GARC teams up with the OIE and Namibian government to improve rabies control activities in Namibia

In 2019, GARC provided 20 GARC Data Loggers (GDL) to the Namibian government through the ongoing Rabies Project facilitated by the World Organisation for Animal Health (OIE) and supported by Germany. This was done to overcome the limitations associated with the current paper-based data collection approach. The GDL devices will enable the vaccinators to quickly and easily record the critical vaccination information (date, time, GPS coordinates, species, age and sex) for every vaccinated animal – allowing the data to be uploaded onto the Rabies Epidemiological Bulletin (REB) for visualization and analysis. This approach will enable the campaign managers and stakeholders to track the dog vaccination campaigns as they progress throughout the target regions – ensuring that no  dog populations  potentially at-risk for rabies are missed.

The first step towards the routine implementation of the GDL devices within the Northern Communal Areas (NCA) of Namibia was a hands-on training session for each of the vaccinators that would be using the GDL devices during the campaign. The hands-on training, facilitated by GARC and the OIE, took place between August 5-9, 2019 at four veterinary offices located within the NCA’s Omusati, Oshana, Ohangwena and Oshikoto regions. During the training, the animal health professionals captured mock vaccination data during field simulations, ensuring that they were prepared for the upcoming campaign. Selected staff members from each of the veterinary offices were trained on the subsequent data management and the uploading of the data onto the REB.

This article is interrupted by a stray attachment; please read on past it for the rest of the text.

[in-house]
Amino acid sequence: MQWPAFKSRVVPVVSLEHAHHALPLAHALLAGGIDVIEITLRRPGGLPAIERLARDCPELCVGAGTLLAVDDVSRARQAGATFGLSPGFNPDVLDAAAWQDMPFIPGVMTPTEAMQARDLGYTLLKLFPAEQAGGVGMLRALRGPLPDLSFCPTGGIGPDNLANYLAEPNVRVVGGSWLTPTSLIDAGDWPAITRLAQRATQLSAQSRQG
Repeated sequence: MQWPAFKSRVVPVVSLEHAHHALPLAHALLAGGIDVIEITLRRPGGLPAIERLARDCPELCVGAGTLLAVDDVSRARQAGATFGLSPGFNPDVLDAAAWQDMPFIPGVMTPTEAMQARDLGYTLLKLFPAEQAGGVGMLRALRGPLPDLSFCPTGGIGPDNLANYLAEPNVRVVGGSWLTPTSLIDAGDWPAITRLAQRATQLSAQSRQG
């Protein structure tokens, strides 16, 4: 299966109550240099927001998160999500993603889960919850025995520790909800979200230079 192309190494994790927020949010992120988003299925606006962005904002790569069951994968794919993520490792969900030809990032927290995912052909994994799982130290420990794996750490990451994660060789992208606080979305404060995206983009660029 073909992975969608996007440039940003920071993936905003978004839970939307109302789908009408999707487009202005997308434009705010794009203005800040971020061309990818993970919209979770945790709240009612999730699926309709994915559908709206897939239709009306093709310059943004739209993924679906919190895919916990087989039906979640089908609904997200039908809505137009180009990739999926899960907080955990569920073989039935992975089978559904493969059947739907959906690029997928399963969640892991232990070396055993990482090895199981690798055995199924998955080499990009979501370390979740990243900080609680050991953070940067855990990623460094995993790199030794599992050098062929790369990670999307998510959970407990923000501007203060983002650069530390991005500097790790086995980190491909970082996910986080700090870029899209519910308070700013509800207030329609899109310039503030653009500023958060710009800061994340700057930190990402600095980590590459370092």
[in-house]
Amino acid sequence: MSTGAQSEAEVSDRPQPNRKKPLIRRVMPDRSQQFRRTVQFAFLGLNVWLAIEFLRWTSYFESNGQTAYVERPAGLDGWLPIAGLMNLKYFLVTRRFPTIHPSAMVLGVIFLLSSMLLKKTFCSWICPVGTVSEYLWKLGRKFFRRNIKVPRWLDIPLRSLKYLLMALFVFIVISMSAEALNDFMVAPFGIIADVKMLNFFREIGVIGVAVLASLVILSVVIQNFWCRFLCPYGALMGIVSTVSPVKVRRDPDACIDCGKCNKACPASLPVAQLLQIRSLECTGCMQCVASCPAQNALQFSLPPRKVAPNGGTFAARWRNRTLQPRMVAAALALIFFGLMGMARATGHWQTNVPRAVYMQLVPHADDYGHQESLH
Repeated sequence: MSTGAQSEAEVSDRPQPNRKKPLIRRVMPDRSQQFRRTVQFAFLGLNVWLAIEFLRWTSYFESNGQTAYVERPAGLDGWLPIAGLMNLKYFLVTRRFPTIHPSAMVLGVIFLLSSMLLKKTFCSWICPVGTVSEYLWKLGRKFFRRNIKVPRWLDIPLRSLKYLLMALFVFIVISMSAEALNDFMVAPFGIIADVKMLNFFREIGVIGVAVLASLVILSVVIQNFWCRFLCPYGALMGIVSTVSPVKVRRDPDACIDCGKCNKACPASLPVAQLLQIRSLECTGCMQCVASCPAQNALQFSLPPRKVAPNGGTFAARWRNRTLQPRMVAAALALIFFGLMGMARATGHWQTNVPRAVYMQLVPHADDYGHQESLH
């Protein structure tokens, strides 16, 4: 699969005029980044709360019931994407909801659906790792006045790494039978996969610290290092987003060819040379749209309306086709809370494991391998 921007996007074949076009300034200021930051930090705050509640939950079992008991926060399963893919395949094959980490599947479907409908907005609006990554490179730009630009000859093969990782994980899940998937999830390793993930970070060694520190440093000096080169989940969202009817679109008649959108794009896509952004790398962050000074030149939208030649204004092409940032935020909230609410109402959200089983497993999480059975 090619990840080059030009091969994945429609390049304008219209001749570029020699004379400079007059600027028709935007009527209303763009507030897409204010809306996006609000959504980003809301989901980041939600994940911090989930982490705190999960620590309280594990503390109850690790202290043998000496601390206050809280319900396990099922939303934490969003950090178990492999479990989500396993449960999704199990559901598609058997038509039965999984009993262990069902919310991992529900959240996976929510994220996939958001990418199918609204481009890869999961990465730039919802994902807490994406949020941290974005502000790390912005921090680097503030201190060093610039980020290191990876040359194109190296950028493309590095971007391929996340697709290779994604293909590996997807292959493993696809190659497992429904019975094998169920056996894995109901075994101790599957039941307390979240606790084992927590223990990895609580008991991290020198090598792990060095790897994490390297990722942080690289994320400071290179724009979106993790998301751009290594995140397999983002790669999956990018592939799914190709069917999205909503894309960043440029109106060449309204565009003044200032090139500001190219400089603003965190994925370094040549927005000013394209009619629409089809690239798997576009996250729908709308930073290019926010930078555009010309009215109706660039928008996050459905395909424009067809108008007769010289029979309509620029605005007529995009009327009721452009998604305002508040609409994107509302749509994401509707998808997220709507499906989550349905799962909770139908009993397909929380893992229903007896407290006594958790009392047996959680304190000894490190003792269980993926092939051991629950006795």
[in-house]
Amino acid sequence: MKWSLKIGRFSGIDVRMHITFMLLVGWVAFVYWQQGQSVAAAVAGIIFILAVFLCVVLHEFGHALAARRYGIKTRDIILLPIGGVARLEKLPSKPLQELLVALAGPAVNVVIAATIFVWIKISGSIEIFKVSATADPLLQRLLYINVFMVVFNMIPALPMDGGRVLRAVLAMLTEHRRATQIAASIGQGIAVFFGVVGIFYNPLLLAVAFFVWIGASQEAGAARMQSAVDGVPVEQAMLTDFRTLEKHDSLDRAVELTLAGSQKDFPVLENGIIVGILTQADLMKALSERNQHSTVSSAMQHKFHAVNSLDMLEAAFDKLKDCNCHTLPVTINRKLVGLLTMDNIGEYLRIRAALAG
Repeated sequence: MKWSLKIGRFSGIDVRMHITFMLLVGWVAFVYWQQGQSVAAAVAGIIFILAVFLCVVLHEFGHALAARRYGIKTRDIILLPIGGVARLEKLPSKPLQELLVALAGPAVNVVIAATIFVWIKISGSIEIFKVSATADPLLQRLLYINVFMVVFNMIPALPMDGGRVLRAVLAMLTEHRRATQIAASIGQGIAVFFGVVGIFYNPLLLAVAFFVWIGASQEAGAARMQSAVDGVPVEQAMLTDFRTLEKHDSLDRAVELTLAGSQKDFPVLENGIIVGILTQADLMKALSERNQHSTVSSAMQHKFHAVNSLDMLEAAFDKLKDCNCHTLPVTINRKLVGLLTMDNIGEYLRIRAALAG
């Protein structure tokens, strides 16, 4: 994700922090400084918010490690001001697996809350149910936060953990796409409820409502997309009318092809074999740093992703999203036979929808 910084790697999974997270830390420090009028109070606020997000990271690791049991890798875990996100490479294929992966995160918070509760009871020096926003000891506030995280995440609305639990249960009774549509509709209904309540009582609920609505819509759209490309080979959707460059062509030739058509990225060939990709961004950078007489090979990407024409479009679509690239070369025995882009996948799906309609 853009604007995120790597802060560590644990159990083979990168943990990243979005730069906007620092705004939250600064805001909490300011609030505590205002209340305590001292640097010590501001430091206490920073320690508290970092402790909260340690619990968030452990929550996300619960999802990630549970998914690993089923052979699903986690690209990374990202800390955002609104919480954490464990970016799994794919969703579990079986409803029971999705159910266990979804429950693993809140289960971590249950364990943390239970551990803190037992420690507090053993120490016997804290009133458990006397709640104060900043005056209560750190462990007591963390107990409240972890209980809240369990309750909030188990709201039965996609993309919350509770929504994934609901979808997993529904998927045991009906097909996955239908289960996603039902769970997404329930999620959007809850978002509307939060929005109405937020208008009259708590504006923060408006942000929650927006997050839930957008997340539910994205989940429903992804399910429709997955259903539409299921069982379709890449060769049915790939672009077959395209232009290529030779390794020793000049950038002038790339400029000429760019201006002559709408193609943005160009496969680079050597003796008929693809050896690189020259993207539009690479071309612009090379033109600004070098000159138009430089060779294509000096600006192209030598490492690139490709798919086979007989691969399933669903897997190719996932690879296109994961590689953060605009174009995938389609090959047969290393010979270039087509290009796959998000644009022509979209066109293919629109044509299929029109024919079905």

Dr Tenzin (OIE) demonstrating GDL_Namibia 2019
Dr Tenzin Tenzin (OIE) explains what the different buttons on the GARC Data Logger represent. Source: Dr Tenzin Tenzin (OIE)

Having completed the GDL training courses, the animal health professionals have been empowered to more quickly collect data than ever before – giving them more time to focus on reaching more dogs. Furthermore, the campaign managers will be able to monitor the progress of the campaign, direct the implementation of vaccination initiatives and overcome the limitations experienced during the first phase of the rabies control and elimination project. Data generated through the routine use of the GDLs across the NCA in the 2019 dog vaccination campaign will be published in a joint peer-reviewed publication.

Namibia’s national rabies control strategy was launched in 2015 and has been underway since 2016, with the Directorate of Veterinary Services’ efforts focussing on the vaccination of dog populations residing in the NCA of the country – an area where dog-mediated rabies is highly endemic, and people are considered to be at-risk. During the first phase of the project (2016 – 2018), an estimated 247,000 dogs were vaccinated across the NCA, and by the end of 2018 a marked decline in the number of animal and human rabies cases was observed. Through these innovative new tools and training, the next phase of the campaign will aim to reach even more animals and ensure that rabies transmission is broken, eliminating human and animal rabies cases in the area.

Dr Coetzer (GARC) demonstrating GDL_Namibia 2019
Dr Andre Coetzer (GARC) demonstrates how data is collected using the GARC Data Logger. Source: Dr Tenzin Tenzin (OIE)

By continuously adapting and improving on all aspects associated with the Namibian National Rabies Control Strategy, the government has shown their ongoing dedication towards rabies elimination across the NCA. These efforts will result in freedom from dog-mediated rabies by 2030 (Zero by 30) not only being feasible but also a realistic target.


Article written by Dr Andre COETZER (GARC), Dr Tenzin TENZIN (OIE) and Dr Rauna ATHINGO (DVS, Namibia)